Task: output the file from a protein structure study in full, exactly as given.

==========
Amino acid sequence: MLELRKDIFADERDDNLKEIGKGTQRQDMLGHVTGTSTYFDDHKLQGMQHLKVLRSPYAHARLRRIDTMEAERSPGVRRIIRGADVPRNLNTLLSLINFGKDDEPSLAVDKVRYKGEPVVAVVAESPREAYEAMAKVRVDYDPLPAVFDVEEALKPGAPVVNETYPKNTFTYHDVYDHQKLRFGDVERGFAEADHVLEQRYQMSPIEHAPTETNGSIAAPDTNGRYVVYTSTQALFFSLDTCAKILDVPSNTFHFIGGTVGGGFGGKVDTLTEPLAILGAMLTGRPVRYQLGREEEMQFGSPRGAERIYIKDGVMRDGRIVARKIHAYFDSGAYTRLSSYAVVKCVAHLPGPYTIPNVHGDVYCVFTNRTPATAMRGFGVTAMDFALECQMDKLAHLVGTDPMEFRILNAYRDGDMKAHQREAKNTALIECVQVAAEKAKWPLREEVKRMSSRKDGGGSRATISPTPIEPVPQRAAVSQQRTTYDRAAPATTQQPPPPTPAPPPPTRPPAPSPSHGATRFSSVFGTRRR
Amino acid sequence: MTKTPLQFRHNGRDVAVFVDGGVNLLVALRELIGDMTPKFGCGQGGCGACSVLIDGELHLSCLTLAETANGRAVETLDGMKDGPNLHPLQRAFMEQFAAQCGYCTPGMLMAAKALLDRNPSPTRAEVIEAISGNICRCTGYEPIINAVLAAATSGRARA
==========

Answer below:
Amino acid sequence: MLELRKDIFADERDDNLKEIGKGTQRQDMLGHVTGTSTYFDDHKLQGMQHLKVLRSPYAHARLRRIDTMEAERSPGVRRIIRGADVPRNLNTLLSLINFGKDDEPSLAVDKVRYKGEPVVAVVAESPREAYEAMAKVRVDYDPLPAVFDVEEALKPGAPVVNETYPKNTFTYHDVYDHQKLRFGDVERGFAEADHVLEQRYQMSPIEHAPTETNGSIAAPDTNGRYVVYTSTQALFFSLDTCAKILDVPSNTFHFIGGTVGGGFGGKVDTLTEPLAILGAMLTGRPVRYQLGREEEMQFGSPRGAERIYIKDGVMRDGRIVARKIHAYFDSGAYTRLSSYAVVKCVAHLPGPYTIPNVHGDVYCVFTNRTPATAMRGFGVTAMDFALECQMDKLAHLVGTDPMEFRILNAYRDGDMKAHQREAKNTALIECVQVAAEKAKWPLREEVKRMSSRKDGGGSRATISPTPIEPVPQRAAVSQQRTTYDRAAPATTQQPPPPTPAPPPPTRPPAPSPSHGATRFSSVFGTRRR
Amino acid sequence: MTKTPLQFRHNGRDVAVFVDGGVNLLVALRELIGDMTPKFGCGQGGCGACSVLIDGELHLSCLTLAETANGRAVETLDGMKDGPNLHPLQRAFMEQFAAQCGYCTPGMLMAAKALLDRNPSPTRAEVIEAISGNICRCTGYEPIINAVLAAATSGRARA